linking is unknown, as significant cross-linking may
reduce the hydrophilic properties of hyaluronic acid
and therefore reduce lift or could affect biocompatibility
and cause rejection or encapsulation [17].
Restylane was the first hyaluronic acid to gain FDA
approval in December 2003 and remains the market
leader today. A recent advance is the addition of 0.3%
lidocaine to the filler (Restylane-L, Juvederm XC). In a
multicentre, double-blind, randomized clinical trial, 72
patients received Juvederm XC and Juvederm in separate
nasolabial folds. Ninety-three per cent of patients
reported less procedural pain when treated with the
lidocaine-containing dermal filler compared with the
original version. The safety profile and outcomes were
similar [18]. Another multicentre study of 3566 patients
in 16 European countries reported greater than 95%
patient and injector satisfaction with the lidocaine-con-
taining filler [19]. Within a week of writing, Restylane-L
and Juvederm XC have gained FDA approval and await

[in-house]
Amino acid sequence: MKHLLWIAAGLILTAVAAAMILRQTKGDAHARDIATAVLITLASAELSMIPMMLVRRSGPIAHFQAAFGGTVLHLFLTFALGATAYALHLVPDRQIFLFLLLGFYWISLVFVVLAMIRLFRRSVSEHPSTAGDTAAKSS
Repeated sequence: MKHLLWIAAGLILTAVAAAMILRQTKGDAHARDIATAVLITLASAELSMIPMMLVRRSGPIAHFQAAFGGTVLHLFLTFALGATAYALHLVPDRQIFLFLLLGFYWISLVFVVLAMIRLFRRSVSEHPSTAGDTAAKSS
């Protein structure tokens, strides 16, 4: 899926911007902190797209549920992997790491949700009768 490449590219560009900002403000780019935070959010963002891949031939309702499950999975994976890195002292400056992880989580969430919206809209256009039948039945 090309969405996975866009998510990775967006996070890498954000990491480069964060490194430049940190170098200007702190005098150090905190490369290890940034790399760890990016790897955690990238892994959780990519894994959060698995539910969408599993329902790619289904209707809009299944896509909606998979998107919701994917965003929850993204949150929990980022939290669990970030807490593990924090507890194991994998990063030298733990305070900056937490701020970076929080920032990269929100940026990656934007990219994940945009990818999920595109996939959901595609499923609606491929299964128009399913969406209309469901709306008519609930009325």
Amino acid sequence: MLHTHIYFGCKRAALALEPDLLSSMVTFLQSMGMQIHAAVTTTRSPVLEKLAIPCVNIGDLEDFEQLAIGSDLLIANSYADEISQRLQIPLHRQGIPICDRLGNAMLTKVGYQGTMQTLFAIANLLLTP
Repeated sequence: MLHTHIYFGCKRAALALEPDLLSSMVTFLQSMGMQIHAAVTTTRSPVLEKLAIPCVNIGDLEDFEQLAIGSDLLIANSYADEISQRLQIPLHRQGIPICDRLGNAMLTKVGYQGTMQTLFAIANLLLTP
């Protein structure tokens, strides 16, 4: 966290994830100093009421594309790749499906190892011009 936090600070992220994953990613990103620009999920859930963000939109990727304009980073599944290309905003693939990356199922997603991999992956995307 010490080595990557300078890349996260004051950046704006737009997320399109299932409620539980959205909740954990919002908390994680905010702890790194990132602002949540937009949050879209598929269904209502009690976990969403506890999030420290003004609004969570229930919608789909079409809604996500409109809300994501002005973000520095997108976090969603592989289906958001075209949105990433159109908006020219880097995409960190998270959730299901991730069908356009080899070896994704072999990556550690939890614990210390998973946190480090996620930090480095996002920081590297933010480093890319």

US market release.
Biosynthetic polymers
Synthetic facial fillers are composed of a biosynthetic
polymer (poly-L-lactic acid, calcium hydroxylapatite,
polymethylmethacrylate) combined with differing inject-
able carriers including hydrogels, beads and liquids [13].
Concerns remain about the long-term effects of the
permanent synthetic compounds Bio-Alcamid and
Aquamid [2024] and, in our opinion, cannot be justified
when other fillers with more predictable outcomes and
safety profiles exist.
Radiesse
Calcium hydroxylapatite (Radiesse) consists of a 30%
concentration of 25 –45 mm spherical particles suspended
in sodium carboxymethylcellulose gel. It is FDA-approved
for facial soft tissue augmentation,specifically correction of
moderate to severe facial lines and folds and correction of
soft tissue loss from HIV lipoatrophy, vocal cord augmen-
tation and as a radiological tissue marker. In addition, the
off-label use of Radiesse has been reported for the infra-
orbital rim [25], nose [26], internal nasal valve [11] and
malar/submalar augmentation [27]. Following injection,
the gel is phagocytized and the calcium hydroxylapatite
microspheres displace surrounding soft tissue. Collagen
proliferation and slow degradation of the microspheres
lead to a prolonged duration of effect up to 2 years.
Sculptra
Poly-L-lactic acid (PLA) is not designed as a filling
agent per se. It is indicated for HIV-associated lipoa-
trophy but is widely used off-label for cosmetic facial
volumization. It is given by subdermal injection and
activates collagen neogenesis by granulomatous inflam-